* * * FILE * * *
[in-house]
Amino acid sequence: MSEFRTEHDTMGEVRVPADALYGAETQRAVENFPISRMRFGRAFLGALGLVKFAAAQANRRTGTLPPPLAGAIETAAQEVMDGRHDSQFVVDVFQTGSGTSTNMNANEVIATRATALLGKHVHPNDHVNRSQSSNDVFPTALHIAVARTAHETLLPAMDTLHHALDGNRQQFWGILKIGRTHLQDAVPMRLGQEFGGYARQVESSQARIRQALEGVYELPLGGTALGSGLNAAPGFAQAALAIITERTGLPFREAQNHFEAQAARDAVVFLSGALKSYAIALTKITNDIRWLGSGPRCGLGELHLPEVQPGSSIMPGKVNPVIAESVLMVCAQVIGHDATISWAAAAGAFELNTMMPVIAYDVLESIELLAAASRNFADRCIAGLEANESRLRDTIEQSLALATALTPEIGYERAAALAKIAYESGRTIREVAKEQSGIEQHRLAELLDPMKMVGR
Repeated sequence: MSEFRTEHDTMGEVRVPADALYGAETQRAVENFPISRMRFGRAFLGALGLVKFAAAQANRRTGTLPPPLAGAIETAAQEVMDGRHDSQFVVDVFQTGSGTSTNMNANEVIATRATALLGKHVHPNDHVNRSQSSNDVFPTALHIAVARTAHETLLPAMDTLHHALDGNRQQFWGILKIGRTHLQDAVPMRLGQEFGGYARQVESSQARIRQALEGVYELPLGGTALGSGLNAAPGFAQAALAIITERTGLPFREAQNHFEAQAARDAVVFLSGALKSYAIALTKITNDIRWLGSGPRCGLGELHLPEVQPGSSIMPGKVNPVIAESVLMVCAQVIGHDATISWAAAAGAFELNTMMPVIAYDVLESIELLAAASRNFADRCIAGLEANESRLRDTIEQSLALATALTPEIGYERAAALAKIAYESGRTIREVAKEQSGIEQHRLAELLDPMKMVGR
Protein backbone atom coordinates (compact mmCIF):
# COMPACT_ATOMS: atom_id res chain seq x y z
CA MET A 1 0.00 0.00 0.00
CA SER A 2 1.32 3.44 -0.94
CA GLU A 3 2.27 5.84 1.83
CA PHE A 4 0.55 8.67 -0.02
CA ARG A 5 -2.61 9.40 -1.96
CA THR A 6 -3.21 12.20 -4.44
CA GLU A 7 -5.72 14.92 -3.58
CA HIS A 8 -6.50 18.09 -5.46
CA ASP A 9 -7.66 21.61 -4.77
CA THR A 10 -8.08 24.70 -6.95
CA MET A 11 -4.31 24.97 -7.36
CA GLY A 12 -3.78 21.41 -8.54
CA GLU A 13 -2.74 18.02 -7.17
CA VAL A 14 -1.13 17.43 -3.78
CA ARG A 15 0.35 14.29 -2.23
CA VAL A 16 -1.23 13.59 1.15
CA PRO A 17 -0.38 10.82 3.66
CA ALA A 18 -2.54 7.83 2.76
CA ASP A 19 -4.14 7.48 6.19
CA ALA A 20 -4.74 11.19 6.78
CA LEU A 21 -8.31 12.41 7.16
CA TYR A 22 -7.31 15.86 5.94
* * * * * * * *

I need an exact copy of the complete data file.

[in-house]
Amino acid sequence: MSEFRTEHDTMGEVRVPADALYGAETQRAVENFPISRMRFGRAFLGALGLVKFAAAQANRRTGTLPPPLAGAIETAAQEVMDGRHDSQFVVDVFQTGSGTSTNMNANEVIATRATALLGKHVHPNDHVNRSQSSNDVFPTALHIAVARTAHETLLPAMDTLHHALDGNRQQFWGILKIGRTHLQDAVPMRLGQEFGGYARQVESSQARIRQALEGVYELPLGGTALGSGLNAAPGFAQAALAIITERTGLPFREAQNHFEAQAARDAVVFLSGALKSYAIALTKITNDIRWLGSGPRCGLGELHLPEVQPGSSIMPGKVNPVIAESVLMVCAQVIGHDATISWAAAAGAFELNTMMPVIAYDVLESIELLAAASRNFADRCIAGLEANESRLRDTIEQSLALATALTPEIGYERAAALAKIAYESGRTIREVAKEQSGIEQHRLAELLDPMKMVGR
Repeated sequence: MSEFRTEHDTMGEVRVPADALYGAETQRAVENFPISRMRFGRAFLGALGLVKFAAAQANRRTGTLPPPLAGAIETAAQEVMDGRHDSQFVVDVFQTGSGTSTNMNANEVIATRATALLGKHVHPNDHVNRSQSSNDVFPTALHIAVARTAHETLLPAMDTLHHALDGNRQQFWGILKIGRTHLQDAVPMRLGQEFGGYARQVESSQARIRQALEGVYELPLGGTALGSGLNAAPGFAQAALAIITERTGLPFREAQNHFEAQAARDAVVFLSGALKSYAIALTKITNDIRWLGSGPRCGLGELHLPEVQPGSSIMPGKVNPVIAESVLMVCAQVIGHDATISWAAAAGAFELNTMMPVIAYDVLESIELLAAASRNFADRCIAGLEANESRLRDTIEQSLALATALTPEIGYERAAALAKIAYESGRTIREVAKEQSGIEQHRLAELLDPMKMVGR
Protein backbone atom coordinates (compact mmCIF):
# COMPACT_ATOMS: atom_id res chain seq x y z
CA MET A 1 0.00 0.00 0.00
CA SER A 2 1.32 3.44 -0.94
CA GLU A 3 2.27 5.84 1.83
CA PHE A 4 0.55 8.67 -0.02
CA ARG A 5 -2.61 9.40 -1.96
CA THR A 6 -3.21 12.20 -4.44
CA GLU A 7 -5.72 14.92 -3.58
CA HIS A 8 -6.50 18.09 -5.46
CA ASP A 9 -7.66 21.61 -4.77
CA THR A 10 -8.08 24.70 -6.95
CA MET A 11 -4.31 24.97 -7.36
CA GLY A 12 -3.78 21.41 -8.54
CA GLU A 13 -2.74 18.02 -7.17
CA VAL A 14 -1.13 17.43 -3.78
CA ARG A 15 0.35 14.29 -2.23
CA VAL A 16 -1.23 13.59 1.15
CA PRO A 17 -0.38 10.82 3.66
CA ALA A 18 -2.54 7.83 2.76
CA ASP A 19 -4.14 7.48 6.19
CA ALA A 20 -4.74 11.19 6.78
CA LEU A 21 -8.31 12.41 7.16
CA TYR A 22 -7.31 15.86 5.94